On September 11th, California lawmakers approved a measure, which if signed by Governor Jerry Brown, would make the Golden State the sixth state to legalize physician-assisted suicide.
The “End of Life Option Act” was modeled after neighboring Oregon’s law. The California Act gained political momentum with the story of Brittany Maynard, the 29-year-old Californian who moved to Oregon to end her life after a terminal diagnosis.
While Maynard’s parents and husband played an important role in getting the bill passed, there’s more here than misguided “compassion.” Physician-assisted suicide, like other bad ideas making their way through our culture, has been a long time in the making.
The California bill passed despite the opposition of disability-rights activists and concerns voiced by ethicists who fear “that low-income and under-insured patients would inevitably feel pressure from family members to end their own lives in some cases, when the cost of continued treatment would be astronomical compared with the cost of a few lethal pills.”
It passed because, in the words of supporter Mark Leno, who represents San Francisco, “It allows for individual liberty and freedom, [and] freedom of choice.”
Sound familiar? As the New York Times pointed out, Leno “compared the issue to gay marriage.” Of course he did. Behind the high-sounding rhetoric of “compassion” and “dignity,” both same-sex marriage and physician-assisted suicide are ultimately about the pursuit of personal autonomy and self-expression.
Someone who understands this all too well is Rosaria Butterfield. Butterfield is probably best-known for her extraordinary testimony: she went from being a partner in a committed lesbian relationship to being a pastor’s wife and home-schooling mom. She was also an academic: a tenured professor of English at Syracuse University specializing in feminist and “queer” theory.
On a recent appearance with me on the Eric Metaxas Show, Butterfield told me that this quest for personal autonomy and self-expression long predated the Sixties, the Sexual Revolution or even Sigmund Freud. Its roots stretch back to the late 18th and early 19th centuries and the rise of Romanticism.
As Butterfield wrote in her new book, “Openness Unhindered,” Romanticism “claimed that you know truth through the lens of your personal experience, and that no overriding or objective opposition can challenge the primal wisdom of someone’s subjective frame of intelligibility.”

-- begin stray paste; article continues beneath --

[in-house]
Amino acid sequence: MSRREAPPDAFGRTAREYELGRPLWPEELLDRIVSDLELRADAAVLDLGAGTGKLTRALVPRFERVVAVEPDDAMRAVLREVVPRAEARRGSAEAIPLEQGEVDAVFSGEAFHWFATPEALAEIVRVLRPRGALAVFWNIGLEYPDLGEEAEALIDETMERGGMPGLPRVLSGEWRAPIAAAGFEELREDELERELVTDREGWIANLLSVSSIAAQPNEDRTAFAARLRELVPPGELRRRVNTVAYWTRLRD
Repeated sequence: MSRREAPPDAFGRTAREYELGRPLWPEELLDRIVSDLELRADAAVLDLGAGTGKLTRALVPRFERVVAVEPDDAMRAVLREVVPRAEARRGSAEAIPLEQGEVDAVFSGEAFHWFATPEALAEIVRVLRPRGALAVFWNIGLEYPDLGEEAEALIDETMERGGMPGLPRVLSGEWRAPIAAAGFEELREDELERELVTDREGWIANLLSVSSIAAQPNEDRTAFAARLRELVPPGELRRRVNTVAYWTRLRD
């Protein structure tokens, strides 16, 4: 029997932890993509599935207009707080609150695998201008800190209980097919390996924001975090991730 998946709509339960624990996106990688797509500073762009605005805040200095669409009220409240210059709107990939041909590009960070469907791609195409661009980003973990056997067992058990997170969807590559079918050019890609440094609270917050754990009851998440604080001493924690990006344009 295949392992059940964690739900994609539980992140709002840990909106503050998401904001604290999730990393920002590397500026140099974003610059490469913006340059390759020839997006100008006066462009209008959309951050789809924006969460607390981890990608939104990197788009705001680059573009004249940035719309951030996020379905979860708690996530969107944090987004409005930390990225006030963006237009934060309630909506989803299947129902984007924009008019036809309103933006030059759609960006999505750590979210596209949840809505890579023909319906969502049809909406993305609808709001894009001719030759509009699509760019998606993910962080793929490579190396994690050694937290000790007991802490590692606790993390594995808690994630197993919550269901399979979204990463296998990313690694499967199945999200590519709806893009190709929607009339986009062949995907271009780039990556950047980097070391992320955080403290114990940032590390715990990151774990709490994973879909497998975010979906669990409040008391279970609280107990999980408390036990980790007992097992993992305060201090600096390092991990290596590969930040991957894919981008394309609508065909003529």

Unchallengeable subjective experience as the basis of truth is how men and women went from being “made in God’s image with souls that will last forever to people whose sexual drives and gender identifications define them and liberate them and set them apart.”
But Romanticism did more than provide the basis for the modern idea of “sexual orientation.” It also put self-expression on a pedestal. And that self-expression could include suicide.
As Butterfield reminded me, the first great Romantic novel, “Young Werther” by Goethe, was a story about a man who kills himself as the ultimate form of self-expression, living life on his terms. It inspired copycat suicides all across Europe over 200 years ago.
While the people championing same-sex marriage and physician-assisted suicide probably haven’t read the novel or even know much about Romanticism, they are living out its precepts. When Justice Kennedy wrote about defining for oneself the “concept of existence, of meaning, of the universe, and of the mystery of human life,” it was straight out of the Romantic playbook.
So, how do we oppose this? That’s the subject of tomorrow’s BreakPoint. Please tune in because, as events in California demonstrate, our enshrinement of “personal experience” has turned lethal.
— by Eric Metaxas
Metaxas is the voice of Breakpoint, a radio commentary (www.breakpoint.org). Copyright© 2015 Prison Fellowship Ministries. Reprinted with permission. BreakPoint is a ministry of Prison Fellowship Ministries.